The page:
That means the diversion unit could not honor the dozen irrigation contracts it has with landowners, promising to deliver up to 24 inches of canal water annually to 5,900 acres. Perhaps more worrisome is the effect on the Red River Valley Water Supply Project, which is a partially funded plan to divert treated canal water into the Sheyenne River then into the populated valley out east, DeKrey said.
About $43 million in state funds have been committed to the water supply project and initial work is planned to start this biennium.
"That's 50 percent of the population of North Dakota," says DeKrey, emphasizing the impact if the diversion were unable to supply water because of the corps' drought management plan.
Nelson said the corps recognizes the potential impact of drawing down Lake Audubon, but says its primary responsibility is to ensure the safety of the embankment. It's also hard to imagine the impact if the highway, the railroad and the power lines were damaged or lost in an embankment failure, not to mention the reality that Lake Audubon wouldn't be capable of storing water anyway.
There is no going back, either, and rebuilding the relief wells and probably no point, even if it were possible to drain Lake Sakakawea to do it.
"There's the performance issue — would they even help?" Nelson asks.
DeKrey says he's interested in engineered solutions but concedes that would likely cost in the hundreds of millions, if one could be devised, and, at any rate, "it's not happening under the corps' criteria."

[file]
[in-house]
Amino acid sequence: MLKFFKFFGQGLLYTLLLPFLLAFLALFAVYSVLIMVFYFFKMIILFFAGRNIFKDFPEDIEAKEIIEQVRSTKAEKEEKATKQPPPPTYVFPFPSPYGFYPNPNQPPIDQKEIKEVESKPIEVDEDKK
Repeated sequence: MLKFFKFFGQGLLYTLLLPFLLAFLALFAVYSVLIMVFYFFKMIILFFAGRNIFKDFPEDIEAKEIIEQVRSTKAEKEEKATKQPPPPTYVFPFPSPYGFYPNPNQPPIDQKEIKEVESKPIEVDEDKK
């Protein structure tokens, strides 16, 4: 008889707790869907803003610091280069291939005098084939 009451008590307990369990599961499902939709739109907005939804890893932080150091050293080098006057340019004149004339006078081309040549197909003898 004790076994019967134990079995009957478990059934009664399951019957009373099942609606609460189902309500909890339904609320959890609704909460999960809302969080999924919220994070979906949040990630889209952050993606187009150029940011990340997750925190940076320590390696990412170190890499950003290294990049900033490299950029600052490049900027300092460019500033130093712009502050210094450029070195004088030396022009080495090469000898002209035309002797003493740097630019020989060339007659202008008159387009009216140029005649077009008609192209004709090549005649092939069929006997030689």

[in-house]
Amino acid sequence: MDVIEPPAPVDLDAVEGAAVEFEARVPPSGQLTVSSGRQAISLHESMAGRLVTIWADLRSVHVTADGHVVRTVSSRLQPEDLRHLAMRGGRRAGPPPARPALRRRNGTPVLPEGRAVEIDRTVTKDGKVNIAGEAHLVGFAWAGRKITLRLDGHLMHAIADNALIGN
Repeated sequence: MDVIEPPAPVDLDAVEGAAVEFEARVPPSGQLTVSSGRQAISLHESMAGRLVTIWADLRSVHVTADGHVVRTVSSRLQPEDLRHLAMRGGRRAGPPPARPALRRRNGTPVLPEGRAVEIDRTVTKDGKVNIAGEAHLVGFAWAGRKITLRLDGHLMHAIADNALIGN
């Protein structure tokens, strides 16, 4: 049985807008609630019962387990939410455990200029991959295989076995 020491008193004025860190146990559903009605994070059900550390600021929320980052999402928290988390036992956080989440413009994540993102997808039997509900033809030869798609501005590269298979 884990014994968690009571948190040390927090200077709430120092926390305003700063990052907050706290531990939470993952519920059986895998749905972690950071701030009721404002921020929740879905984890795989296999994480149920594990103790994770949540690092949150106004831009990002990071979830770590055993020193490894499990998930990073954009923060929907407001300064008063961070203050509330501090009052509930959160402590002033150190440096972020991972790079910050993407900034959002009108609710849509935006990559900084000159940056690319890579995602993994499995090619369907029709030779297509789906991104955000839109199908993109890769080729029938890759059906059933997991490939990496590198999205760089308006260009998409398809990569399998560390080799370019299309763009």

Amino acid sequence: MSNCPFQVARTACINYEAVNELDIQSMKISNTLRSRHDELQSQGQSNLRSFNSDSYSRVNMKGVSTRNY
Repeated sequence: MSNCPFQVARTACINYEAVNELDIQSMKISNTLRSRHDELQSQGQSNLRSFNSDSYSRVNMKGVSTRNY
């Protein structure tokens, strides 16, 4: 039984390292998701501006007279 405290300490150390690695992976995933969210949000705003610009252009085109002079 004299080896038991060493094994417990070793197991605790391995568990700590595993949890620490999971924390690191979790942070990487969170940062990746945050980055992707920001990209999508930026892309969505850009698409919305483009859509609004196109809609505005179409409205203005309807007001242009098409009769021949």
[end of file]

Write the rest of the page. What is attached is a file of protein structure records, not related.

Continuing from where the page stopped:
"People shouldn't be worried, but it definitely can happen and that's why we want to go through and formalize the plan. This way, water managers can plan. Droughts take a long time to form, two to three seasons, so this wouldn't come about overnight," Nelson said.
Back on the farm, Knorr drives along the gravel canal road, where he can watch his pivots deliver the promised water to crops that would otherwise be a total loss this year. He appreciates that the corps' is taking an inclusive, methodical approach, and that no one is in a panic mode.
"My concern is that we look at all the plans, the engineering, and decide what is the best path forward and is there anything else we can do. I hope that with all entities working together, we can come up with solutions," he said. "If they shut off the water, there would be an 'out of business' sign on my front window."